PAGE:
Why Crowdsourcing your logo is bad for your business and bad for the designer

Recently in my coworking space at Hub Melbourne I have witnessed more and more small businesses looking to 99designs and crowdsourcing sites for their design needs. Time and time again I have explained to people that this is not the best way to get effective design and so thought it was time to finally write up in a blog post why crowdsourcing is bad for you and how you can find and work with a REAL designer. With many of my current clients that have used 99designs in the past I have to spend a lot of time redoing or fixing their logos and designs as there are many problems with what they received. This leads to greater costs for them as they have to effectively pay twice for the logo, once to design and once to fix or redesign it. All these problems could have been avoided in the first place if they found a local designer and worked one on one with them on their design. 

Below are some of the reasons that crowdsourcing is not an effective option and some of the problems that are often encountered:

Effort and time spent:

In order for a designer to make a living on a platform like 99 designs they have to be able to do many many logos for many competitions as the odds of them ‘winning’ are low. Because of this they pump out designs and spend as little time as possible on entries submitted as there is no guarantee that they will be paid. For you, yes you get many options, but the effort, research and attention to detail in those logos will not be there. The best designs come from strong original ideas which require research (e.g into competitors, the market, the target audience etc), time and thought in order to come up with that suits your business.

Copyright infringement:

Time and time again I have seen people get logos 99designs they were happy with only to find that ideas and parts of the logo are direct copies of other peoples logos (rendering them unusable). Once again with designers on 99 designs spending as little time as possible on the logos they go looking at other people work and copying part of logos and designs they find online. Working with a reputable local designer you will avoid the risk of this happening and ensure you get an original design that is not plagarised.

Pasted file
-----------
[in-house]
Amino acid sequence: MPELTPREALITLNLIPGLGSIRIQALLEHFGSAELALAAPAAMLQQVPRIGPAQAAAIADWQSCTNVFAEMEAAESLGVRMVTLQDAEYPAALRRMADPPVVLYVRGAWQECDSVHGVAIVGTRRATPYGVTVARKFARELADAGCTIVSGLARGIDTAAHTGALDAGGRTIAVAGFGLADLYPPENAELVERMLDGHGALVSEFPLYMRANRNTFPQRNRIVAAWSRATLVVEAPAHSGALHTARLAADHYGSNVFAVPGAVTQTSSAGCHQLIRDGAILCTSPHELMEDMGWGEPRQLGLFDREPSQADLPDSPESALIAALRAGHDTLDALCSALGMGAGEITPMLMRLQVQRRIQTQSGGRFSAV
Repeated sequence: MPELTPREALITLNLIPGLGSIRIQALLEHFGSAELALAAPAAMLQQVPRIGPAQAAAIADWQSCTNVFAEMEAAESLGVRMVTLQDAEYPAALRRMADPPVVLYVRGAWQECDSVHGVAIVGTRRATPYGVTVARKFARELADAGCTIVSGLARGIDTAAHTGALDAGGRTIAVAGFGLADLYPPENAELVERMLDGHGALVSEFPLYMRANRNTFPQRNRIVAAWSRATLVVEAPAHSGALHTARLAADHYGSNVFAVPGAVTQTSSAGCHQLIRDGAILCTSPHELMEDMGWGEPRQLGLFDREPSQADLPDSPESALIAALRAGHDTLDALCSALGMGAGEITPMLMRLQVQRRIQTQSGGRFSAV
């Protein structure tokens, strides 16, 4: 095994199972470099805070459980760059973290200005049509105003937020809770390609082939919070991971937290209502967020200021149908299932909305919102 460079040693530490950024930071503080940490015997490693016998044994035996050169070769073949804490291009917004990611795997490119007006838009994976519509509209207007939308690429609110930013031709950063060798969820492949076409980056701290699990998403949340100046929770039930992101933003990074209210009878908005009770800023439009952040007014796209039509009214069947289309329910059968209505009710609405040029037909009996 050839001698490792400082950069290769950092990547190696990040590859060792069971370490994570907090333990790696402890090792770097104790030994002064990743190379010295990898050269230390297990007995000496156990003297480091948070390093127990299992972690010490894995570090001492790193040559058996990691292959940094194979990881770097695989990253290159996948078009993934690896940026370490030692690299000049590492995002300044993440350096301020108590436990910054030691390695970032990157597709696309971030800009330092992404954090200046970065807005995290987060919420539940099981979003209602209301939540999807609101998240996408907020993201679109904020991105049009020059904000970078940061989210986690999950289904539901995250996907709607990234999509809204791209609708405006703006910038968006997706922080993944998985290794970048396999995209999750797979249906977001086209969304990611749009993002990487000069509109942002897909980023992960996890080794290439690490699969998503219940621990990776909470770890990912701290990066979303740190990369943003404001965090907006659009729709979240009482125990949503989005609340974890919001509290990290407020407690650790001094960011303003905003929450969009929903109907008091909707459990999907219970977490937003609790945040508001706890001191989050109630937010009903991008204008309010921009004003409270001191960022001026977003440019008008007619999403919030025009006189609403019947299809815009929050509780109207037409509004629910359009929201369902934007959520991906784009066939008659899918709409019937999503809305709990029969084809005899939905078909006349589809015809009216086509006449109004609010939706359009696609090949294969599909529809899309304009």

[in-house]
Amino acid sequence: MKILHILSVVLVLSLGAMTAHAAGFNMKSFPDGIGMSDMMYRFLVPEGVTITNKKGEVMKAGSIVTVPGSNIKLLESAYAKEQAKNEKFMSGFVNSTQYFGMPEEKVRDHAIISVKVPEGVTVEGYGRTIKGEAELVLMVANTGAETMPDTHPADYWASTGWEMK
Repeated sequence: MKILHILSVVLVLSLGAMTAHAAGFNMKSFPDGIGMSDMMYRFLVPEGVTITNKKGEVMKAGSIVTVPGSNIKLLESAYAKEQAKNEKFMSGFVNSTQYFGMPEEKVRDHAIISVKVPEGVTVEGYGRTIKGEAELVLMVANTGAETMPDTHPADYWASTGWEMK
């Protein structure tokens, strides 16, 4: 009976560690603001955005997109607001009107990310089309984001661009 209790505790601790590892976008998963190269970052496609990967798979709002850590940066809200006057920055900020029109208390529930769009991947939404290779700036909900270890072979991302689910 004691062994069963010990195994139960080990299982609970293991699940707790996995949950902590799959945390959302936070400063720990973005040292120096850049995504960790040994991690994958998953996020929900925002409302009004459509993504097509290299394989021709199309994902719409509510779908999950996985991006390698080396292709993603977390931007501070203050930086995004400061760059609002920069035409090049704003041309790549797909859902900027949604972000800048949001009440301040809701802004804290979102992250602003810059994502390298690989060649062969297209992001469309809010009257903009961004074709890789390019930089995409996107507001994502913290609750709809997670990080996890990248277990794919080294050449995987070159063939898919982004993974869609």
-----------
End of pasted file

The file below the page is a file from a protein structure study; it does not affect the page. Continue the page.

Quality and attention to detail:

I have seen many crowdsourced logos that are poorly drawn with poor attention to the fine details of the logo. This might be fine when the logo is small or on a website but when you go to use it in other mediums or blown up bigger (e.g on a banner) it can cause problems as these rough details become apparent. 

Different cultural context:

In many cases design works best when designed by someone familiar with the cultural context and business environment in which it will be used and displayed. Many designers on 99design and other crowdsourced sites are based in countries with lower cost of living (due to the low pay rates!) which means there may be language and cultural barriers involved. Of course there is argument that design should be universal but there will always be cultural factors and influences involved that impact the design outcome.

Experience:

Anyone can participate in 99designs no matter their training, level of experience or knowledge of design. This means that a Highschool student or anyone with a copy of photoshop could potentially be designing your logo. These people lack skills and experience in areas such as typography (e.g vertical type, squishing letters together, bad legibility), print production (e.g incorrect specification of colors, wrong file formats) and general knowledge of the proper design process.

Cost: